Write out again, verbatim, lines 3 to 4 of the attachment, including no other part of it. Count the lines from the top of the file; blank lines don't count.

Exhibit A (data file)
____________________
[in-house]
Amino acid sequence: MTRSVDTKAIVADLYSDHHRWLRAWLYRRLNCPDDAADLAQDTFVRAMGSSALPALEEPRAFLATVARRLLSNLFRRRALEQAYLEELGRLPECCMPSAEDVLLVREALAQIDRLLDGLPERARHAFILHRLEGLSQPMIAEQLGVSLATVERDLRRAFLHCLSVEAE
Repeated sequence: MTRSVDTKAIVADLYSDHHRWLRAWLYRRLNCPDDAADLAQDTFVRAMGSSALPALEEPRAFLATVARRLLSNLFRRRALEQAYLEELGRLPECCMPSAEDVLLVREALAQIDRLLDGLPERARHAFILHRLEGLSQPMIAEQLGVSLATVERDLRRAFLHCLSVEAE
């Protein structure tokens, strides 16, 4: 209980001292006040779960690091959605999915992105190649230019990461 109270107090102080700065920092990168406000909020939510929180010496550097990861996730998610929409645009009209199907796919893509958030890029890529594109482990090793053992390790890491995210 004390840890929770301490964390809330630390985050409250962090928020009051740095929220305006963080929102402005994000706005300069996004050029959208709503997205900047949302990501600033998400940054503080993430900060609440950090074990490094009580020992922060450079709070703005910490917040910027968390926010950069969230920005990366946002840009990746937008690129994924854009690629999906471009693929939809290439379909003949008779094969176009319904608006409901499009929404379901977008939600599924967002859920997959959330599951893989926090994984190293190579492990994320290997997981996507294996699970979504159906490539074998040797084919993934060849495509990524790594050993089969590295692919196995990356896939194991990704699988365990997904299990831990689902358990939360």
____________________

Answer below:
Repeated sequence: MTRSVDTKAIVADLYSDHHRWLRAWLYRRLNCPDDAADLAQDTFVRAMGSSALPALEEPRAFLATVARRLLSNLFRRRALEQAYLEELGRLPECCMPSAEDVLLVREALAQIDRLLDGLPERARHAFILHRLEGLSQPMIAEQLGVSLATVERDLRRAFLHCLSVEAE
């Protein structure tokens, strides 16, 4: 209980001292006040779960690091959605999915992105190649230019990461 109270107090102080700065920092990168406000909020939510929180010496550097990861996730998610929409645009009209199907796919893509958030890029890529594109482990090793053992390790890491995210 004390840890929770301490964390809330630390985050409250962090928020009051740095929220305006963080929102402005994000706005300069996004050029959208709503997205900047949302990501600033998400940054503080993430900060609440950090074990490094009580020992922060450079709070703005910490917040910027968390926010950069969230920005990366946002840009990746937008690129994924854009690629999906471009693929939809290439379909003949008779094969176009319904608006409901499009929404379901977008939600599924967002859920997959959330599951893989926090994984190293190579492990994320290997997981996507294996699970979504159906490539074998040797084919993934060849495509990524790594050993089969590295692919196995990356896939194991990704699988365990997904299990831990689902358990939360």